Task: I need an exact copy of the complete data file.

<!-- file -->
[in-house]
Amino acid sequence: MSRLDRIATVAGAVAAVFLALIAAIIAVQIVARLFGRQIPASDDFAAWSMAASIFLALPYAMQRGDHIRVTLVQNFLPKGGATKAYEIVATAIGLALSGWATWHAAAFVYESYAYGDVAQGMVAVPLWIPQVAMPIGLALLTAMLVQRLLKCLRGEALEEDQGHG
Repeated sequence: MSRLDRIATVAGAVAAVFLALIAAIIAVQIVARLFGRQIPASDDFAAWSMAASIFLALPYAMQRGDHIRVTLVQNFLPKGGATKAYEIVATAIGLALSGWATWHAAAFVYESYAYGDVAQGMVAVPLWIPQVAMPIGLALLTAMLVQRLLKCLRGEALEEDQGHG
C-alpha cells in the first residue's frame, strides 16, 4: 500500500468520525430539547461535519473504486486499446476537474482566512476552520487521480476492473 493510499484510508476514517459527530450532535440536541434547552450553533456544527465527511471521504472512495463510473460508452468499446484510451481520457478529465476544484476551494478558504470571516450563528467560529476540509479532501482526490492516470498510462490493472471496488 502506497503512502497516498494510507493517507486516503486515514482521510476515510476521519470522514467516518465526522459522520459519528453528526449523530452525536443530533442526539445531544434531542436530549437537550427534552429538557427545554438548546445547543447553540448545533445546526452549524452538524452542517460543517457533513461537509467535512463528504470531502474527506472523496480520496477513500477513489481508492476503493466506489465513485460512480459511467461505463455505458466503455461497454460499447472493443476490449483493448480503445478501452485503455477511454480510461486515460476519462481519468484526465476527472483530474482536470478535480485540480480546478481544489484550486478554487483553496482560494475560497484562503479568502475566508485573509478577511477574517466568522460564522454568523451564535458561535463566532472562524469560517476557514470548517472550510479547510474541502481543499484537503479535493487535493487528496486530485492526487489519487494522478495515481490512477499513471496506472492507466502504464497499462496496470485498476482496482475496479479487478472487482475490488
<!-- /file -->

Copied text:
[in-house]
Amino acid sequence: MSRLDRIATVAGAVAAVFLALIAAIIAVQIVARLFGRQIPASDDFAAWSMAASIFLALPYAMQRGDHIRVTLVQNFLPKGGATKAYEIVATAIGLALSGWATWHAAAFVYESYAYGDVAQGMVAVPLWIPQVAMPIGLALLTAMLVQRLLKCLRGEALEEDQGHG
Repeated sequence: MSRLDRIATVAGAVAAVFLALIAAIIAVQIVARLFGRQIPASDDFAAWSMAASIFLALPYAMQRGDHIRVTLVQNFLPKGGATKAYEIVATAIGLALSGWATWHAAAFVYESYAYGDVAQGMVAVPLWIPQVAMPIGLALLTAMLVQRLLKCLRGEALEEDQGHG
C-alpha cells in the first residue's frame, strides 16, 4: 500500500468520525430539547461535519473504486486499446476537474482566512476552520487521480476492473 493510499484510508476514517459527530450532535440536541434547552450553533456544527465527511471521504472512495463510473460508452468499446484510451481520457478529465476544484476551494478558504470571516450563528467560529476540509479532501482526490492516470498510462490493472471496488 502506497503512502497516498494510507493517507486516503486515514482521510476515510476521519470522514467516518465526522459522520459519528453528526449523530452525536443530533442526539445531544434531542436530549437537550427534552429538557427545554438548546445547543447553540448545533445546526452549524452538524452542517460543517457533513461537509467535512463528504470531502474527506472523496480520496477513500477513489481508492476503493466506489465513485460512480459511467461505463455505458466503455461497454460499447472493443476490449483493448480503445478501452485503455477511454480510461486515460476519462481519468484526465476527472483530474482536470478535480485540480480546478481544489484550486478554487483553496482560494475560497484562503479568502475566508485573509478577511477574517466568522460564522454568523451564535458561535463566532472562524469560517476557514470548517472550510479547510474541502481543499484537503479535493487535493487528496486530485492526487489519487494522478495515481490512477499513471496506472492507466502504464497499462496496470485498476482496482475496479479487478472487482475490488